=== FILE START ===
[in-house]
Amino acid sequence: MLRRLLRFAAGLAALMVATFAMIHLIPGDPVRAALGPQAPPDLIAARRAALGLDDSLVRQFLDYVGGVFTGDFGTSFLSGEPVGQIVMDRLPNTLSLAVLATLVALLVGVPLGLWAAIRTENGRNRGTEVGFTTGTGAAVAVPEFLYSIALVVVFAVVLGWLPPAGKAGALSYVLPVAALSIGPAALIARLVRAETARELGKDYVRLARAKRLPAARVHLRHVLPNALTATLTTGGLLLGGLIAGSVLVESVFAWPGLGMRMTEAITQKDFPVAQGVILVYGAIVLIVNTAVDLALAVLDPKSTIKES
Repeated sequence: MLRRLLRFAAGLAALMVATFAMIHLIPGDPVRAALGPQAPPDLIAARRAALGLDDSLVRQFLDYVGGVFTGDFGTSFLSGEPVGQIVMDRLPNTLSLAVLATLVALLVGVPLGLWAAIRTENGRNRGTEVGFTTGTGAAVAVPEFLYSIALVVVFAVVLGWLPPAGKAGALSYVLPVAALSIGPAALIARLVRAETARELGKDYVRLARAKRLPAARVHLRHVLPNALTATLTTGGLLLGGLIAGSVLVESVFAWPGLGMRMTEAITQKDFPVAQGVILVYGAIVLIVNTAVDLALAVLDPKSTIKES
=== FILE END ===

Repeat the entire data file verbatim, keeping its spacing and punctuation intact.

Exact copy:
[in-house]
Amino acid sequence: MLRRLLRFAAGLAALMVATFAMIHLIPGDPVRAALGPQAPPDLIAARRAALGLDDSLVRQFLDYVGGVFTGDFGTSFLSGEPVGQIVMDRLPNTLSLAVLATLVALLVGVPLGLWAAIRTENGRNRGTEVGFTTGTGAAVAVPEFLYSIALVVVFAVVLGWLPPAGKAGALSYVLPVAALSIGPAALIARLVRAETARELGKDYVRLARAKRLPAARVHLRHVLPNALTATLTTGGLLLGGLIAGSVLVESVFAWPGLGMRMTEAITQKDFPVAQGVILVYGAIVLIVNTAVDLALAVLDPKSTIKES
Repeated sequence: MLRRLLRFAAGLAALMVATFAMIHLIPGDPVRAALGPQAPPDLIAARRAALGLDDSLVRQFLDYVGGVFTGDFGTSFLSGEPVGQIVMDRLPNTLSLAVLATLVALLVGVPLGLWAAIRTENGRNRGTEVGFTTGTGAAVAVPEFLYSIALVVVFAVVLGWLPPAGKAGALSYVLPVAALSIGPAALIARLVRAETARELGKDYVRLARAKRLPAARVHLRHVLPNALTATLTTGGLLLGGLIAGSVLVESVFAWPGLGMRMTEAITQKDFPVAQGVILVYGAIVLIVNTAVDLALAVLDPKSTIKES